I can’t explain it, but sometimes when I look at a stranger’s face in an old photograph, I sense the warmth of their gaze as if I knew them in another lifetime. The photo of “J.L. Hunt Sr.” from Cambridge, New York, shows one of those faces.
So where there’s a Senior, there must be a Junior as well, right? So I set out to look for a J.L. Hunt from Cambridge, N.Y., who had a son with the same name. And what do I find – the same photo of him in a family tree on Ancestry, including an extract about him from the book “History of Washington Co., New York, 1878”. Here’s the link to that extract.
There is not much that I can add to this wonderful summary of John’s life. It was common to remarry quickly once a spouse had passed away at a young age and there usually was a house full of minors to tend to. Birth mortality of babies as well as of mothers was still very high at the time. So I wonder if John’s own experience of having lost his mother at the age of 3 motivated him to find his next bride asap so that his young children would have a mother figure at their side. John’s second wife Mary was 17 years younger than John. From his own 13 children, John lost 4 as infants. His last child, Bessie, he had at 60 years of age!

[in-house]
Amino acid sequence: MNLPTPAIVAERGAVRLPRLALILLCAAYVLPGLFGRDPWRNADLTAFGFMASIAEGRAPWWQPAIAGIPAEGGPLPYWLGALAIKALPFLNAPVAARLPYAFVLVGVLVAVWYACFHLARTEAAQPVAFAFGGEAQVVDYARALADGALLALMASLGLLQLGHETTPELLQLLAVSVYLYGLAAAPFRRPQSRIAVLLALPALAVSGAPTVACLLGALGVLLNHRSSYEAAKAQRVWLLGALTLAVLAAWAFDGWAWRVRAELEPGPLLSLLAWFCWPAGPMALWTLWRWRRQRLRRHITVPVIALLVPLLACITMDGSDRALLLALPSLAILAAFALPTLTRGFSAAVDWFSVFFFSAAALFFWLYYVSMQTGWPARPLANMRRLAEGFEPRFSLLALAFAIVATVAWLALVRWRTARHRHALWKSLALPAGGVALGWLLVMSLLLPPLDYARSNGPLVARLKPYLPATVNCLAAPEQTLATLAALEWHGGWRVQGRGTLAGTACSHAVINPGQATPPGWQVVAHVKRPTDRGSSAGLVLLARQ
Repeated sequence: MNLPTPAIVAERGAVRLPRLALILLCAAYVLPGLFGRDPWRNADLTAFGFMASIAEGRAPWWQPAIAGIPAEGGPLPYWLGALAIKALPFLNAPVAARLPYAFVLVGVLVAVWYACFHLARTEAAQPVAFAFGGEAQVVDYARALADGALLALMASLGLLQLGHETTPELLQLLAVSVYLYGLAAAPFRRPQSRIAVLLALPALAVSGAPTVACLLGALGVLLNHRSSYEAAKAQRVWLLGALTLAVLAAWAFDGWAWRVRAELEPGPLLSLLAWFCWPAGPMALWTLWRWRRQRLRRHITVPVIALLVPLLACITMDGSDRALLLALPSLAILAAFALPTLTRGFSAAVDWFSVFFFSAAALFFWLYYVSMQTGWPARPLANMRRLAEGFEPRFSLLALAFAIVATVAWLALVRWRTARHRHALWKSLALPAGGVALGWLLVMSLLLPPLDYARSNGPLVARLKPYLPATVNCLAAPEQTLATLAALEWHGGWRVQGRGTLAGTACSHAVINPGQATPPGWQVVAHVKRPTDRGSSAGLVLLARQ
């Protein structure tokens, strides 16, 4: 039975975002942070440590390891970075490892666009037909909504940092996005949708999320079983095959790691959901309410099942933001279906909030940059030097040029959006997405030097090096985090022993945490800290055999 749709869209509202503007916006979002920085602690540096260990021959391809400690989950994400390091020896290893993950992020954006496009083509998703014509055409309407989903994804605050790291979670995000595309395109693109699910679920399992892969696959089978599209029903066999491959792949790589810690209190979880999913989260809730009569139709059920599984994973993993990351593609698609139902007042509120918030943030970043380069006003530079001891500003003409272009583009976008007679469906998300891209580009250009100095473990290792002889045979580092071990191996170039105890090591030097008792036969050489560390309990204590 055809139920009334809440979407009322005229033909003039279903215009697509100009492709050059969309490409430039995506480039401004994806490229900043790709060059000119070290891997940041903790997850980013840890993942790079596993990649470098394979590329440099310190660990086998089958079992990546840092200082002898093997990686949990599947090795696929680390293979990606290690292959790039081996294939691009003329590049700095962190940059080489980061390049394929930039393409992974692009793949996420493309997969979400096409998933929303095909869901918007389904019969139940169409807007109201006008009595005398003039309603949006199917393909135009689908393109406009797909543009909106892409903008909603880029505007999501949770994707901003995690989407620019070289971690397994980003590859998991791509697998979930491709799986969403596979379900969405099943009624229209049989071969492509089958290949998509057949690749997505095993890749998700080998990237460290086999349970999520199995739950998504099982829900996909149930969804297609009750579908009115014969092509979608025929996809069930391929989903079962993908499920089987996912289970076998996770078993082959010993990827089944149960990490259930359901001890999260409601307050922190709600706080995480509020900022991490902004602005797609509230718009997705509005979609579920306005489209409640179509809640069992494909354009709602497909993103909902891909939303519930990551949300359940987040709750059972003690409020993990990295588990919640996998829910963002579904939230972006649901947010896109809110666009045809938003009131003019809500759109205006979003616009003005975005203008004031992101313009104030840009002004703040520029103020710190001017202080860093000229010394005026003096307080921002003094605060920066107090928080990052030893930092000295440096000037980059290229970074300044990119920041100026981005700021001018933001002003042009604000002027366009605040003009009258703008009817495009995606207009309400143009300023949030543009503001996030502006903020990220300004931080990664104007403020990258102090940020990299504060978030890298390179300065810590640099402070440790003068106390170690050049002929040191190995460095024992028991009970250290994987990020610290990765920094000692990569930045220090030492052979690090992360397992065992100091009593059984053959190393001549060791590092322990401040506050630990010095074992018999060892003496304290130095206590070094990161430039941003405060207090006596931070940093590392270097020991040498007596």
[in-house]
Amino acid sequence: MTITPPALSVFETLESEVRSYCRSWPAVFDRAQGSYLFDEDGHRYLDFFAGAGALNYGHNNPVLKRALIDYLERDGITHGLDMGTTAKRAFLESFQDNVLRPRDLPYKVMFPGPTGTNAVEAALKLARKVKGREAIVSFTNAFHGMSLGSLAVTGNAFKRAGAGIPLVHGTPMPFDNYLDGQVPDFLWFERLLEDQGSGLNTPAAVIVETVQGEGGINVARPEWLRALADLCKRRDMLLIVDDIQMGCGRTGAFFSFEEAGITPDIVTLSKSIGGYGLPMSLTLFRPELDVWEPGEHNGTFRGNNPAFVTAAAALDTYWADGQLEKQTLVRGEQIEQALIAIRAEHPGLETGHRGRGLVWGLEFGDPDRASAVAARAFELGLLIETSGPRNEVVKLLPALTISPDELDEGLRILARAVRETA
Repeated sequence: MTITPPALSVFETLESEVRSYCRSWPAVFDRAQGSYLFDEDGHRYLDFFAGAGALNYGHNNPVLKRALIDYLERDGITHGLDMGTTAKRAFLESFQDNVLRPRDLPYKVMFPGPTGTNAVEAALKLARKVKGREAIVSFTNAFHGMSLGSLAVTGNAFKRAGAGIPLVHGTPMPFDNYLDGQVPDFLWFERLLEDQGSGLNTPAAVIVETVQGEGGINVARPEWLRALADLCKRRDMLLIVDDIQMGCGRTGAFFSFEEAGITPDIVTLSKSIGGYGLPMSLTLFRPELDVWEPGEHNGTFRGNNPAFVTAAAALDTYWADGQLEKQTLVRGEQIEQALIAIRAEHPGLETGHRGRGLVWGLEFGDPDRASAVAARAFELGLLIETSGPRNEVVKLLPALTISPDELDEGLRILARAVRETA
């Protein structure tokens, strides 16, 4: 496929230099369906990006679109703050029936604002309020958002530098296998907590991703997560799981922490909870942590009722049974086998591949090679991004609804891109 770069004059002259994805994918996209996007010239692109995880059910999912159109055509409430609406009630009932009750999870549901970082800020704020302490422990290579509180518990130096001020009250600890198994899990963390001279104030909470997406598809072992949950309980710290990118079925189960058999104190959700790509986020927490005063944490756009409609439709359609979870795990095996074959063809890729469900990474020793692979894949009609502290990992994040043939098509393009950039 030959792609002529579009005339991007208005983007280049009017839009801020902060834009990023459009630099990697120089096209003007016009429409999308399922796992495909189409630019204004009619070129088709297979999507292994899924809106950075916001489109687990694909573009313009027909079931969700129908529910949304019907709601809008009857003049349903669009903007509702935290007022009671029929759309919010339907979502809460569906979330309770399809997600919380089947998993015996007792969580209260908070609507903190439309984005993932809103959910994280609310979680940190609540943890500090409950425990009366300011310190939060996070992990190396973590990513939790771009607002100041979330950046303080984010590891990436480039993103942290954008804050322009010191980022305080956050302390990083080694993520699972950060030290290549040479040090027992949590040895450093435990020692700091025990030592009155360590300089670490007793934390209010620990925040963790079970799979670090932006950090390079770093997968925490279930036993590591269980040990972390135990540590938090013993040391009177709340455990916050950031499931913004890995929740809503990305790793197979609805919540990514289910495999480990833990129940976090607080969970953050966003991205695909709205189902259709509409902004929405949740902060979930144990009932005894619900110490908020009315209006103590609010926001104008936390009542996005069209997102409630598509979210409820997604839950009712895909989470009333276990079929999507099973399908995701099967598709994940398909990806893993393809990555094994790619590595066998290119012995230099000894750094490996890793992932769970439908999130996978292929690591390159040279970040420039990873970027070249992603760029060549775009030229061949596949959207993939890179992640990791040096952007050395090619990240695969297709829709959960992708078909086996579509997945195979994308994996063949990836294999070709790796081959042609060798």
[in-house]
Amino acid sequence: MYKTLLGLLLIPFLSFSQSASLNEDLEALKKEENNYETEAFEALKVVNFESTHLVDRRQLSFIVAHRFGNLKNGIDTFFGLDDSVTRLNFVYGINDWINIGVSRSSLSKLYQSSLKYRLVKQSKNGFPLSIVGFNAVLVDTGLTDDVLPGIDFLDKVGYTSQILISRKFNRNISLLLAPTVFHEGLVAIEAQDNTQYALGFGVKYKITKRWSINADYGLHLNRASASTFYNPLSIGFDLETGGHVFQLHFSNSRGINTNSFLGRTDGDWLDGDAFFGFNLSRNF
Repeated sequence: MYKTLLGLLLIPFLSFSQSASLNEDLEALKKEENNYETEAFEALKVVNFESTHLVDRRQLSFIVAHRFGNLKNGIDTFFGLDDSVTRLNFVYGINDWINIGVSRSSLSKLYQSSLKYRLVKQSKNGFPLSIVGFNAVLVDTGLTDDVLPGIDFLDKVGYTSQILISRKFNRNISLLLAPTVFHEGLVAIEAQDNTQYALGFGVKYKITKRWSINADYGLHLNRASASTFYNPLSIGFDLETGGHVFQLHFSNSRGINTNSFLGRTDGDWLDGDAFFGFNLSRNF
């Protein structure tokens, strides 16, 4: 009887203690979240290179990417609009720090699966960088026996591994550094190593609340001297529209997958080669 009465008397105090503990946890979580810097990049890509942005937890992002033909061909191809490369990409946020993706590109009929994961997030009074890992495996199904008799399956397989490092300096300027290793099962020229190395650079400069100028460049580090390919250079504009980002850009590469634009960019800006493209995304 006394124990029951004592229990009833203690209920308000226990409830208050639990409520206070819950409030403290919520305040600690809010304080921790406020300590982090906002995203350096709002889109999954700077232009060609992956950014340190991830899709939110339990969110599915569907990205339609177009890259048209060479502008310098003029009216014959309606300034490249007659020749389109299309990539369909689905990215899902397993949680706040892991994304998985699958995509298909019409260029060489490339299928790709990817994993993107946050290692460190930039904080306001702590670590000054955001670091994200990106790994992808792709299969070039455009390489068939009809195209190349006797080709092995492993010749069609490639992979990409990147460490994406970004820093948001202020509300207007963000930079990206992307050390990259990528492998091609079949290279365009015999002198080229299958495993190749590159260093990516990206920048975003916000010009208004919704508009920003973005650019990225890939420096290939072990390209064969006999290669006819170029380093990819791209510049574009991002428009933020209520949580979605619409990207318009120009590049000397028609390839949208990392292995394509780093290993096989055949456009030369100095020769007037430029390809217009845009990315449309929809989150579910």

Another extensive overview of the genealogical records of John L. Hunt and his descendants can be found in the book “My Life Story” by James Gallaway Hunt, 1870-1949, published in 1944. 3rd edition, from Cambridge Library, Cambridge, N.Y. Pages have been uploaded to Ancestry, link here:
John Legus Hunt passed away in September 1893 and was buried at Woodland Cemetery, Cambridge, New York. You can find a photo of his gravesite on findagrave.com. His testament has been published on Ancestry.
I’ve added John’s photo to FindaGrave.com and on FamilySearch.org. The identical photo of John published on Ancestry seems to be a copy of this original in my possession. So I wonder whom this original photo belonged to before it ended up with a seller of antiques in Columbia, Missouri. I hope to return this photo to John’s family,